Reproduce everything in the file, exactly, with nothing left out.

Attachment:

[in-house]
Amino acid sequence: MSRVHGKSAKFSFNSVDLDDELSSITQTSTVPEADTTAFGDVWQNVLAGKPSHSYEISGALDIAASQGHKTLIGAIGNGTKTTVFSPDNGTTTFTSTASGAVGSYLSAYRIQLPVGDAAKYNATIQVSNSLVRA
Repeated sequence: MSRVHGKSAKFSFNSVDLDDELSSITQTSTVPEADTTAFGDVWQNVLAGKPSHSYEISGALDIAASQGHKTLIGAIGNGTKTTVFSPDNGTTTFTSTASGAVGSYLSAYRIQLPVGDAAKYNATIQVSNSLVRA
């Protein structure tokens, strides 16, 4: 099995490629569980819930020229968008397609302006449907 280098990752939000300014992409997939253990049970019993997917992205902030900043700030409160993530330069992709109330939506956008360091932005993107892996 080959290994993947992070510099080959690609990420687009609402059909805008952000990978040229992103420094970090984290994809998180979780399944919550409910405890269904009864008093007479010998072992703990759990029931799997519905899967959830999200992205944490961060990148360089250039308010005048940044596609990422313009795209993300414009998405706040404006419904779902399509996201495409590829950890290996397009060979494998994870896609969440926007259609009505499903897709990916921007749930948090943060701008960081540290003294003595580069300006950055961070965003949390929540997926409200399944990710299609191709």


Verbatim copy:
[in-house]
Amino acid sequence: MSRVHGKSAKFSFNSVDLDDELSSITQTSTVPEADTTAFGDVWQNVLAGKPSHSYEISGALDIAASQGHKTLIGAIGNGTKTTVFSPDNGTTTFTSTASGAVGSYLSAYRIQLPVGDAAKYNATIQVSNSLVRA
Repeated sequence: MSRVHGKSAKFSFNSVDLDDELSSITQTSTVPEADTTAFGDVWQNVLAGKPSHSYEISGALDIAASQGHKTLIGAIGNGTKTTVFSPDNGTTTFTSTASGAVGSYLSAYRIQLPVGDAAKYNATIQVSNSLVRA
């Protein structure tokens, strides 16, 4: 099995490629569980819930020229968008397609302006449907 280098990752939000300014992409997939253990049970019993997917992205902030900043700030409160993530330069992709109330939506956008360091932005993107892996 080959290994993947992070510099080959690609990420687009609402059909805008952000990978040229992103420094970090984290994809998180979780399944919550409910405890269904009864008093007479010998072992703990759990029931799997519905899967959830999200992205944490961060990148360089250039308010005048940044596609990422313009795209993300414009998405706040404006419904779902399509996201495409590829950890290996397009060979494998994870896609969440926007259609009505499903897709990916921007749930948090943060701008960081540290003294003595580069300006950055961070965003949390929540997926409200399944990710299609191709």